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Tuesday, October 21, 2014

Still Stuck In Africa...Let's Talk About Liberia And Ebola (Part II)

Links: Wikipedia Liberia
           The U.S. Has An Obligation To Liberia
           Mea Culpa To Dallas From The Liberian President

(Part II)
The second and third links I have chosen deal with the outbreak of Ebola in Liberia (and Guinea).  To get right to the point, when a serious outbreak of a hemorrhagic virus strikes a poor country where most of the population ingests less than one thousand calories a day  the body count can become shockingly high in a matter of days.  The truth is, this outbreak has not yet "exploded", for lack of a better term.  Perhaps this is because Ebola actually isn't that easy to catch, or because the Liberian and Guinean governments (and international organizations) have responded to the outbreak so
effectively.  The answer is most likely a combination of both factors.  On Oct. 15, The World Health Organization (WHO) estimated that 4,546 people have died from the Ebola virus with an additional 8,997 confirmed cases.  My source estimates are a bit different: roughly 18,000 cases (although not officially confirmed), mostly in Guinea and Liberia, but also a few in Mali, Sierra Leone, Cote d'Ivoire, and Senegal.  I'm told that efforts to isolate the illness in Guinea and Liberia have been outstanding.  The International Red Cross, the WHO, the U.S. Center for Disease Control (CDC), and Medecins sans Frontieres (Doctors without Borders) have been working closely together and with the local Ministries of Health to provide isolation equipment, protective clothing, detection equipment, and a variety of other essential medical tools.  Even though the number of new cases appear to have plateaued, and wealthy nations are sending specialists and even troops to the region, many experts are concerned that we are only at the beginning of this outbreak.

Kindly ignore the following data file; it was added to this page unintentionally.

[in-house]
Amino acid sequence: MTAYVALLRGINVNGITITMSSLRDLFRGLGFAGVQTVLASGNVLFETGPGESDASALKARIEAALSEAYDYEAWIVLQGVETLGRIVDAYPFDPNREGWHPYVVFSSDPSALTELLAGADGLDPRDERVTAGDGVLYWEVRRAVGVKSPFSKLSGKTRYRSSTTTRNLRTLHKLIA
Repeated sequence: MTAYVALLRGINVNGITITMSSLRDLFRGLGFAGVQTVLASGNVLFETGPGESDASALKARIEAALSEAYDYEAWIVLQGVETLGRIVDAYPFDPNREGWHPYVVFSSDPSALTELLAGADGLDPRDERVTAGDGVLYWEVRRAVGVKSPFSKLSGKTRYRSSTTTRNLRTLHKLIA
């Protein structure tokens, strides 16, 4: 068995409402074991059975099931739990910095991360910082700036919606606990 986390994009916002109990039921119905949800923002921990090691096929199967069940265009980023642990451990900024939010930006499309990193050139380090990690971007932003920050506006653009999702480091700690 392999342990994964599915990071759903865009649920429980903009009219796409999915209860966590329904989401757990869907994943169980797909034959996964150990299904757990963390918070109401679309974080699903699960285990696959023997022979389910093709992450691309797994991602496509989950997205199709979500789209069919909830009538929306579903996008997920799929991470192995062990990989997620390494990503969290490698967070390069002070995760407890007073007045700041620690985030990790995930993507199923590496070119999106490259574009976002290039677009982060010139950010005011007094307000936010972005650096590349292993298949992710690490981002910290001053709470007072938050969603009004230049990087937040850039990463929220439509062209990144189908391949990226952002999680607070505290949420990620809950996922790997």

Five hundred troops of the U.S. 101st Airborne are headed to West Africa.  The French are
already there, and believe me, when the Elysee Palace in Paris got wind of the U.S. deployment, orders were sent to increase the French presence in what was once part of French West Africa (excluding Liberia and Sierra Leone). I am very familiar with this part of the world, and although independence was granted to Mali, Chad, Niger, Senegal, Cote d'Ivoire, and Burkina Faso, a Frenchman is never very far away.  France was much more successful than the Brits in keeping relations pleasant with its former colonies.  It probably had something to do with the fact that the French allowed locally-selected political representation for its colonies in the French House of Deputies, and that France spent a fortune (and continues to do so) standing up and supporting the CFA franc as a currency for its former colonies, and get this, folks...the French treasury guarantees the CFA franc!  Can you imagine the Brits using their precious Sterling to guarantee the Kenyan Shilling